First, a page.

As the hon. Member remarked, he and I have been corresponding about the need for the contractor to work six and a half days a week closing down only on Saturday afternoon. At the time of the public meeting to introduce the contractors, Tarmac Ltd., to the local people, Sunday working had not been considered. However, under normal conditions of highways contracts of this sort, we cannot unreasonably withhold permission for weekend working, particularly when this has considerable advantages for the completion of the road and the shortening of the period during which the residents are to be disturbed. By working on Sundays, the earthworks will be finished much more quickly and the weekday disturbance to schools and the college nearby will extend over a shorter period. Without Sunday working, I am informed that the earthworks would have continued well into next year and might well have delayed the eventual completion of the road itself and thereby the relief of the existing A38 from the current much too heavy load of traffic.
We have already sought to minimise the disturbance, but there should be fewer weekdays over the period of the contract when traffic will suffer delays as a result of the works. I shall look again at the matter for the hon. Gentleman and his constituents who have suffered but I am loth to lose time in bringing relief not only to those who are suffering the construction work at present but to these people living along the existing A38.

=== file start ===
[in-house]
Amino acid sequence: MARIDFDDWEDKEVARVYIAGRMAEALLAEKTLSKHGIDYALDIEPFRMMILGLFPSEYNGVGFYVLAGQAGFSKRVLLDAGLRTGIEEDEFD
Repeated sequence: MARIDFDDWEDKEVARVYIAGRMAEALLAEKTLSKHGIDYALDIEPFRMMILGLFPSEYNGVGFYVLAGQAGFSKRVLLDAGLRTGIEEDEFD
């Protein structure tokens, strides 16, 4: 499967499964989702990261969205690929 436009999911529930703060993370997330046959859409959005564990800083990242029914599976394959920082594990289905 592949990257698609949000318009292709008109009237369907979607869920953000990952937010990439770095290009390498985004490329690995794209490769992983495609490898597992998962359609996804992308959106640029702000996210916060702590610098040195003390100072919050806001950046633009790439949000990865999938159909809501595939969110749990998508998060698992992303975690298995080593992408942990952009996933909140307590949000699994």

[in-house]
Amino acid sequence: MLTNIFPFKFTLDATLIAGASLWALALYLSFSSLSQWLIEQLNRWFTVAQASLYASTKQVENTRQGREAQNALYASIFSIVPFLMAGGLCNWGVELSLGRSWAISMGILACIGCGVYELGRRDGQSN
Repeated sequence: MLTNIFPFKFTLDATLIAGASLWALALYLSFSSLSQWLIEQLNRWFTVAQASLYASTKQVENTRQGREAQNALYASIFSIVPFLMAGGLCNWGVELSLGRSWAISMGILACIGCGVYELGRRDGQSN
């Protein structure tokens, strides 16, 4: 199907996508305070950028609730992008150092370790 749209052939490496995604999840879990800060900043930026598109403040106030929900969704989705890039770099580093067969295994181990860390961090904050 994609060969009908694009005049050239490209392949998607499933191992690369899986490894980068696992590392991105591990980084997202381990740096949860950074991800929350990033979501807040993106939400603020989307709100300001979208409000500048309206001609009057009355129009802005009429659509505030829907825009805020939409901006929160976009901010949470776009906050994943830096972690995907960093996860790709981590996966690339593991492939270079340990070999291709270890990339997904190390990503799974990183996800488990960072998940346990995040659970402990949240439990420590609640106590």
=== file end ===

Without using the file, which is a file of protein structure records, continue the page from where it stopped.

Indeed. I am sorry that there was not more foresight. The job may have proved to be more extensive, certainly as regards earth moving, than may have been foreseen in the first place. It is an enormous job. In fact, it is one of the largest that the Department is undertaking anywhere in the country. Nevertheless, it is incumbent upon us now to complete the work as speedily as possible.